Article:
So all you lot that want paying, if you looked after someone's kids as a favour, you'd be perfectly happy to leave rubbish everywhere?

RavioliOnToast Fri 23-Sep-16 18:43:05

Really? I wouldn't dream of leaving anyone's house like that. I have 2dds

arethereanyleftatall Fri 23-Sep-16 18:43:31

Fuck. Now that's a different matter.

ThroughThickAndThin01 Fri 23-Sep-16 18:44:34

Don't agree hully. You aren't paying for childcare = you can't order how things are done - safety excepted.

Pay a childminder OP

Foxsox Fri 23-Sep-16 18:45:44

it's common courtesy to clean up after yourself irrespective of whether it's free childcare or not.
That's just rude and those eating YABU are mad!
Would you genuinely leave someone's house in a mess because you were doing them a favour?

JakeBallardswife Fri 23-Sep-16 18:46:44

No, I think he needs to do the basics. Prob not washing up but he could clear the bags or get Dd's to and put them in the recycling. Then wipe up the butter that was over the washing machine or just shove all plates in the sink . Maybe he doesn't do anything for himself?

No, yanbu, I would not leave crap everywhere if I'd looked after a family member's children. He should at least have got the 4 year olds to help tidy up the mess.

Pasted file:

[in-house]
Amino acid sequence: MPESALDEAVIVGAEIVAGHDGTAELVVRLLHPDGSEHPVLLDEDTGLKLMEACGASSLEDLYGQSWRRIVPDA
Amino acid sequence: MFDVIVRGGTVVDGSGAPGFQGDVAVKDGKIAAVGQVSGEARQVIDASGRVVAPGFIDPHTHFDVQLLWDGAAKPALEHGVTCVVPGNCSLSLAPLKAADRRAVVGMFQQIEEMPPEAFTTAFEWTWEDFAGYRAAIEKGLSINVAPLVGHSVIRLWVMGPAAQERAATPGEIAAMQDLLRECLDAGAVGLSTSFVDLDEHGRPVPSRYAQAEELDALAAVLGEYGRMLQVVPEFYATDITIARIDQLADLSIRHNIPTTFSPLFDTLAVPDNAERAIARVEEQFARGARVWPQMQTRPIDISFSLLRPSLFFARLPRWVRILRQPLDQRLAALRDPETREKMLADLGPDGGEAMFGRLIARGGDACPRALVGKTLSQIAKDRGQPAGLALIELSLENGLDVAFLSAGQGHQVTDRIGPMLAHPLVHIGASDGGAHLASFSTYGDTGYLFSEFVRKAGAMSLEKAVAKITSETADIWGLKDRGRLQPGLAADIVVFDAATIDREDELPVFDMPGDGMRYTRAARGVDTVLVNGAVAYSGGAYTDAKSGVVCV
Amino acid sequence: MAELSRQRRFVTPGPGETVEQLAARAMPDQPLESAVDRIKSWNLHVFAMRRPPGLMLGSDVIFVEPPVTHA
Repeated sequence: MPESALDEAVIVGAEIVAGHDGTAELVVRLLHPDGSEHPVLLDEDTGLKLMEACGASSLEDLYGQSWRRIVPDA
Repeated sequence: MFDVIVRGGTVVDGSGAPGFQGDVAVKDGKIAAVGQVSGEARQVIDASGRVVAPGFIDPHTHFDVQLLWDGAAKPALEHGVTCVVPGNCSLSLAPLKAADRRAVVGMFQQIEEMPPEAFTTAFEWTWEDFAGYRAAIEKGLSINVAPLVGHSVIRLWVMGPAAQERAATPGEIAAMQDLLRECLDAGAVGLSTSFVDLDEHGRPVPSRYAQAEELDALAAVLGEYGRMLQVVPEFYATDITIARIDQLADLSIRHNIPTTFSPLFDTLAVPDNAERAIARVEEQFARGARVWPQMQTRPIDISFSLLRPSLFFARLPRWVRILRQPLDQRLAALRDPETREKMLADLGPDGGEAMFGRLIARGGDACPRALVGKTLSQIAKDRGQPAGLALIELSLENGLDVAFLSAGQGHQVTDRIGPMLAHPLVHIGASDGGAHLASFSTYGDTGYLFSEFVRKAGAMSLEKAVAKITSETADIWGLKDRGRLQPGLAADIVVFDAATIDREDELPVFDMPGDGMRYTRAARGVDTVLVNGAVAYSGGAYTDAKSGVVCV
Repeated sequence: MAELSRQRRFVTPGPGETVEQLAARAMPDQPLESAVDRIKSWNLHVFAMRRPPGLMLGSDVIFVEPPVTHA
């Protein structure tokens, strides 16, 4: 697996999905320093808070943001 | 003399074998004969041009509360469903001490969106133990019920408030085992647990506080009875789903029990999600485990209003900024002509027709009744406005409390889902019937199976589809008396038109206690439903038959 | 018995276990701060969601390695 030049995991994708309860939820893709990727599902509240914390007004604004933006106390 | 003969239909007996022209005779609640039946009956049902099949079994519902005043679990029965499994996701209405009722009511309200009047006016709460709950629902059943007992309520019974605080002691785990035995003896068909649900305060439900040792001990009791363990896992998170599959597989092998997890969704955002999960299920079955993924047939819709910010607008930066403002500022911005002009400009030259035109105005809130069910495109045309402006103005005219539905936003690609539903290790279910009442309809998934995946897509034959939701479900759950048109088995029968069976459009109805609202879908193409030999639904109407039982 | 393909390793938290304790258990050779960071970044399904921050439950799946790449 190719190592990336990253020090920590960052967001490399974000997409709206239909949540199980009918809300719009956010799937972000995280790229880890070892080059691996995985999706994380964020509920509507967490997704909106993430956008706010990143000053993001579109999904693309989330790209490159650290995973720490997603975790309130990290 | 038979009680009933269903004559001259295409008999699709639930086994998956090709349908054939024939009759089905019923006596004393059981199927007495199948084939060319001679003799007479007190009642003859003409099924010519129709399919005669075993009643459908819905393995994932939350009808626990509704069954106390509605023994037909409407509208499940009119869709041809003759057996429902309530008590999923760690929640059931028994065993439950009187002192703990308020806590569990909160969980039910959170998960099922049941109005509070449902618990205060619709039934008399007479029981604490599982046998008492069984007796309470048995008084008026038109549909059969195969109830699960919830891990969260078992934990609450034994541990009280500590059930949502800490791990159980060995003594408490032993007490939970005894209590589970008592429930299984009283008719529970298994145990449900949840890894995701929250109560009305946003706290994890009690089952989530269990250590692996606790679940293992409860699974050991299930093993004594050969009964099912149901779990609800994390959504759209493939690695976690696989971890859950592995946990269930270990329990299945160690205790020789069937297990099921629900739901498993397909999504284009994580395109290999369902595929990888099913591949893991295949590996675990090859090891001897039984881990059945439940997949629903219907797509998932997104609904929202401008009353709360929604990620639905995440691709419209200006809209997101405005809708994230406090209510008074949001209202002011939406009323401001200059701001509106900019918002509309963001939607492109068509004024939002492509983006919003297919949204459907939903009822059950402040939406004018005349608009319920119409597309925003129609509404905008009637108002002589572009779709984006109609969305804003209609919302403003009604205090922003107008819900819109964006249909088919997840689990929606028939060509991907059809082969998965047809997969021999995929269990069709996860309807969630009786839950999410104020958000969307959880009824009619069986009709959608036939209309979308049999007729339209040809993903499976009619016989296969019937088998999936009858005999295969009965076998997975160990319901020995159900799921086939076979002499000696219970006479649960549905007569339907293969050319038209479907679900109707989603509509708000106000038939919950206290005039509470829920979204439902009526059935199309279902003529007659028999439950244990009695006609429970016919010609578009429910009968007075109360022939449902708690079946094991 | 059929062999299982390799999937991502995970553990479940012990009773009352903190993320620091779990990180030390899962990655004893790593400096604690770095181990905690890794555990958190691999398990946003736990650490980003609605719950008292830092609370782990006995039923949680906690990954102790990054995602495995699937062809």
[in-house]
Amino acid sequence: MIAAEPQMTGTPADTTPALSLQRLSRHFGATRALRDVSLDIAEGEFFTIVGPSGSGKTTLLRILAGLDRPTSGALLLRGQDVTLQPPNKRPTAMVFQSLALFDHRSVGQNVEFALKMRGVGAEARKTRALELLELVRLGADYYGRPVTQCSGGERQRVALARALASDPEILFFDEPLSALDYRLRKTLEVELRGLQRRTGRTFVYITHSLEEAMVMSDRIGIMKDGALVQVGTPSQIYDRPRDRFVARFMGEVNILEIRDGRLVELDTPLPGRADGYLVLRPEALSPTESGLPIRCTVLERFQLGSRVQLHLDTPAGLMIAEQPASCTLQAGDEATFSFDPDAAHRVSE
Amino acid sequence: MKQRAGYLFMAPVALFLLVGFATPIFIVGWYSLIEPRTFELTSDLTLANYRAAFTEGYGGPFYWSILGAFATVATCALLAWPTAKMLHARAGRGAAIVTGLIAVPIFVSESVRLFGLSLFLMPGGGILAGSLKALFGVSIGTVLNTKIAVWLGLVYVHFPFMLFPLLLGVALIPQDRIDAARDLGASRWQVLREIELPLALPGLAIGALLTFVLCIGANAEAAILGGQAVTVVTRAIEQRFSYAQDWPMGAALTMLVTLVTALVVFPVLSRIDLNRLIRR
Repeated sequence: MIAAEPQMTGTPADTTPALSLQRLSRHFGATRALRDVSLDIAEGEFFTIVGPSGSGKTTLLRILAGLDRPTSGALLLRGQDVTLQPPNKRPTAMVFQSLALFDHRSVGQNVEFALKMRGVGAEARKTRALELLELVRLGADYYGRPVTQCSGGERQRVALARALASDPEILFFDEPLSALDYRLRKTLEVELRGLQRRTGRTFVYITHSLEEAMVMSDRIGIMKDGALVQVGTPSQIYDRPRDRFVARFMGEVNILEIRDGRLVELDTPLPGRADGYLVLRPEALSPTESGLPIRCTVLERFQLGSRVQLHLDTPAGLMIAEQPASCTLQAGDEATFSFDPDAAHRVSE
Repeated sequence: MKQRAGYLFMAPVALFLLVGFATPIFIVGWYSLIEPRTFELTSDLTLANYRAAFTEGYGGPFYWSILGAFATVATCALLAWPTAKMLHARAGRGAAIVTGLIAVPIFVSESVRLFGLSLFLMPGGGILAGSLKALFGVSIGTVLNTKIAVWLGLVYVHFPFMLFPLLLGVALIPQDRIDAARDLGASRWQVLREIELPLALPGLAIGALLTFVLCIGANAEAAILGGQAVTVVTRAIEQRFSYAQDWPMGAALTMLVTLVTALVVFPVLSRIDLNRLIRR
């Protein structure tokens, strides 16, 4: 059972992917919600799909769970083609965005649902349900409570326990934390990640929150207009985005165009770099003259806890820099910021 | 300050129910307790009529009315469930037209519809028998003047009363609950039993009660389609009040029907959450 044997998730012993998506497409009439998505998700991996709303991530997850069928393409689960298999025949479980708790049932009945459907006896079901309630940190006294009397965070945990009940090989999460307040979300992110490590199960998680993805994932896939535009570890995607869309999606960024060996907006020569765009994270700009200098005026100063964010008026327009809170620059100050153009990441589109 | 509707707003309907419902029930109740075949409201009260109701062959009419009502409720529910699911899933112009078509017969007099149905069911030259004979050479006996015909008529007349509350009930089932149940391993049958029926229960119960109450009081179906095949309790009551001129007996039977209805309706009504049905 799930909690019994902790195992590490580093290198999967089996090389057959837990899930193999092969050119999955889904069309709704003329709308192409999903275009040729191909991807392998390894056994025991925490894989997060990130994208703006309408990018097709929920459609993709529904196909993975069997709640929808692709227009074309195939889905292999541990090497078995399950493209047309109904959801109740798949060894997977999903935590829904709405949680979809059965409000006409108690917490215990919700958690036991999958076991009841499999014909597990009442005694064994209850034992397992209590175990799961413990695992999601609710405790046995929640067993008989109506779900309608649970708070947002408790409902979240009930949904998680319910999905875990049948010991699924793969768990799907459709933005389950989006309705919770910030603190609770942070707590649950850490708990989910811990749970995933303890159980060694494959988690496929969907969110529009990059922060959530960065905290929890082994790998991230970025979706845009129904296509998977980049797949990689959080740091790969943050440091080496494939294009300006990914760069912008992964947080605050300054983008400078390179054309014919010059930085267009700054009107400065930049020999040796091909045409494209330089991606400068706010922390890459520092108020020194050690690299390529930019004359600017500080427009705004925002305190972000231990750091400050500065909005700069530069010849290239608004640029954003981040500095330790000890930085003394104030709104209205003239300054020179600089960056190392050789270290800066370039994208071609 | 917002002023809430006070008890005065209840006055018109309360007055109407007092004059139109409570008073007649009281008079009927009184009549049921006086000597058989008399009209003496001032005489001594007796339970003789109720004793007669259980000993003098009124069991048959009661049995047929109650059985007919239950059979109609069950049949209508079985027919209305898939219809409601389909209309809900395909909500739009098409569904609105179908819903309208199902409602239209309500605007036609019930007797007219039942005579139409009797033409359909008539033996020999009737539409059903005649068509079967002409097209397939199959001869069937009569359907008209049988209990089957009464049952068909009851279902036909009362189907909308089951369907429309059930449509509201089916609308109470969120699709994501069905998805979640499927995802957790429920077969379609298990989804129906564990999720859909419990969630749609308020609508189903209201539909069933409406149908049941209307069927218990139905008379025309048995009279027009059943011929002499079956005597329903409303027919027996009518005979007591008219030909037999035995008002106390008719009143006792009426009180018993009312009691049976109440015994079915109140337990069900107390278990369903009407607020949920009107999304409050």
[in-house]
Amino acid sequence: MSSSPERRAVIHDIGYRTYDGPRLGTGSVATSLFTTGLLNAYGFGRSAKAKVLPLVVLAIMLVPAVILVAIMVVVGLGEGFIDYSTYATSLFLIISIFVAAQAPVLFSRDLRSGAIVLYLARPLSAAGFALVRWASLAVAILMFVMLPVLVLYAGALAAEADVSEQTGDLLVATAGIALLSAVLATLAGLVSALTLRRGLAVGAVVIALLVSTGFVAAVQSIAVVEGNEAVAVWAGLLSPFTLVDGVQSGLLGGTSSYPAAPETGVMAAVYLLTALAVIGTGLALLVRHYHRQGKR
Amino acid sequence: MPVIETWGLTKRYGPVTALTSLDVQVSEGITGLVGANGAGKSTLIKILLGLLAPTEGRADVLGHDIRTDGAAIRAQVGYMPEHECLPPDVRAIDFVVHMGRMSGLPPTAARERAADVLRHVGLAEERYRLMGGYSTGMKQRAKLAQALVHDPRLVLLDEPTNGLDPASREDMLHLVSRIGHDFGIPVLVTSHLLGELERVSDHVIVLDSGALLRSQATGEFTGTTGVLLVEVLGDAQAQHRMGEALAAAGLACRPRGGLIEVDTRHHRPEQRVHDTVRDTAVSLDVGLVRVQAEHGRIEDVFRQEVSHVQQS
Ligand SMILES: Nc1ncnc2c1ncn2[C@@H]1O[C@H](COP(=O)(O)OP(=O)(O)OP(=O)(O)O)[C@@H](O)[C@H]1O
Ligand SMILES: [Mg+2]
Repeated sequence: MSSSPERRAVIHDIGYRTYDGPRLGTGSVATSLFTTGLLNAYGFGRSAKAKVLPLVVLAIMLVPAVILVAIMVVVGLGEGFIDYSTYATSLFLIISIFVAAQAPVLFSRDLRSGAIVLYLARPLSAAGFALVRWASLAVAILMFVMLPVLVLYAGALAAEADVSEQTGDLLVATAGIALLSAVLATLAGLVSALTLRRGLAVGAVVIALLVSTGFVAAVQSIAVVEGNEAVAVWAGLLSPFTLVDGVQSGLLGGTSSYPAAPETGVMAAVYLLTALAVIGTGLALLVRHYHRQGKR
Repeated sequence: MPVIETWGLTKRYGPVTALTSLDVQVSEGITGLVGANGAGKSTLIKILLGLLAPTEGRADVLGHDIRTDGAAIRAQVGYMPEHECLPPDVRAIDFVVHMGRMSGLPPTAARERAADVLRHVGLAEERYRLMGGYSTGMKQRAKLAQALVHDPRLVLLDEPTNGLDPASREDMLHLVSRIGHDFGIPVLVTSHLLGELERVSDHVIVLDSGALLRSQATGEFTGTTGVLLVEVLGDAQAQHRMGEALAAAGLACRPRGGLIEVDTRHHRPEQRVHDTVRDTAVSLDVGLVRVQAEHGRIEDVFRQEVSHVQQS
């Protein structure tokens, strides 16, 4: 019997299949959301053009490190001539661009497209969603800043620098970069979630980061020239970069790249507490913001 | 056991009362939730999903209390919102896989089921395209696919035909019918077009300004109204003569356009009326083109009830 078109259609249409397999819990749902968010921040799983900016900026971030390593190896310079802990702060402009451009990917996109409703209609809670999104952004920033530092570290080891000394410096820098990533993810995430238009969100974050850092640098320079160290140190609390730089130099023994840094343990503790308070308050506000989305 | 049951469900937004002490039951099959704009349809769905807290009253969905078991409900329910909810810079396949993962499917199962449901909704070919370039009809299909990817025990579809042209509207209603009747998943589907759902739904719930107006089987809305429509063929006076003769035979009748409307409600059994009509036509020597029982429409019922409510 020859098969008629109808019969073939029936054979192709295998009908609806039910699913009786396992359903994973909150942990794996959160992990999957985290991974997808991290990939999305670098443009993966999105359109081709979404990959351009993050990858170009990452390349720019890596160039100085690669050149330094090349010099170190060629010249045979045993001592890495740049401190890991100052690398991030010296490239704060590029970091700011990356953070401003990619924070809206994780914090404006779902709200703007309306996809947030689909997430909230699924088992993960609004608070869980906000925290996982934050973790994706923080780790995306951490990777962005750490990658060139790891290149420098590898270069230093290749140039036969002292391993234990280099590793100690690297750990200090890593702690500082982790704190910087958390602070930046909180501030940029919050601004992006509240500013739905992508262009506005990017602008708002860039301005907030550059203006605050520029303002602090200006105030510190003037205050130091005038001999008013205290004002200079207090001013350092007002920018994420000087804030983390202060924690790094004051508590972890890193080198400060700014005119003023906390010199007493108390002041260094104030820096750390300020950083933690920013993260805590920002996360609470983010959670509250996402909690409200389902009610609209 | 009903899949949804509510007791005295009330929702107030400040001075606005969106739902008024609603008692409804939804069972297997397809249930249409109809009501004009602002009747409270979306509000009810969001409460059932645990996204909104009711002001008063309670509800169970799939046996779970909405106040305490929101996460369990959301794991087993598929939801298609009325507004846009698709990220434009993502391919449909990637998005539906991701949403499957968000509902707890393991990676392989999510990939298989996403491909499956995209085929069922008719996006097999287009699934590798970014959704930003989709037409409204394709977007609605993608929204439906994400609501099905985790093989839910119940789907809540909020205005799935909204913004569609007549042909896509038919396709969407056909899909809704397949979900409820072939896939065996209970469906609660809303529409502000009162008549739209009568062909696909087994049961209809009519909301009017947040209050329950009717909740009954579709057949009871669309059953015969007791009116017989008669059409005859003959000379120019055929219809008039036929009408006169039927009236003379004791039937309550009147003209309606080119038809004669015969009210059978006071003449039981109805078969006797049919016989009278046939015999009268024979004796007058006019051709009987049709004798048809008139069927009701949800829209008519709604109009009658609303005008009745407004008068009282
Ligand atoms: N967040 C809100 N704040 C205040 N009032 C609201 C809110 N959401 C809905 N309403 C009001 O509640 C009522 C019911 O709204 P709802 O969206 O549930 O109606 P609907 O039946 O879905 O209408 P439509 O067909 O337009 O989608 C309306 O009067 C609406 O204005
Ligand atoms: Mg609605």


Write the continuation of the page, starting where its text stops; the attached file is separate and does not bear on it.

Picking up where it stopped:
RavioliOnToast Fri 23-Sep-16 18:48:48

He never usually babysits to be honest. When I start my new job properly I'll be one day a week and a night so we won't need childcare as DH can switch his days off. It's just while I'm doing my training that he offered to lend a hand cause it's 2 weeks full time.

WankersHacksandThieves Fri 23-Sep-16 18:50:41

How old is fil? Is he struggling to cope?

If you'd posted saying you had three children under 5 and were exhausted and couldn't face clearing up and then were upset because in your tiredness you'd let the hob on by accident, you'd have people falling over themselves to tell you to be "kind to yourself" about how exhausting it is etc.

And I'm sure most mothers of 3 under 5s will be a lot younger than your fil.

RavioliOnToast Fri 23-Sep-16 18:51:58

I have 2 DDs , what I meant is one is 4, one 19months.

Fil is 55ish I believe

wayway13 Fri 23-Sep-16 18:52:55

My DF is the same. If I need him to watch DD for a couple of hours then I have to take her out first to tire her out in order for her to sit quietly and watch cartoons with him. There are usually toys/cups/wrappers everywhere when I get back. Any toys that are tidied away are not in the correct place so there are bits missing when we next play with them.

Tbh, it really doesn't bother me. He's doing me a favour and he does his best (my mum always did everything for him/us so this is really his first experience of childcare!).

somekindofmother Fri 23-Sep-16 18:54:07

I don't think it's unreasonable to expect a bit of picking up. I babysit for a friend for free. I wouldn't leave her house a state, because whilst she doesn't pay me I do actually respect and like her and want her to come home to a house that is at least in a similar state to how she left it....

maybe he can't really cope?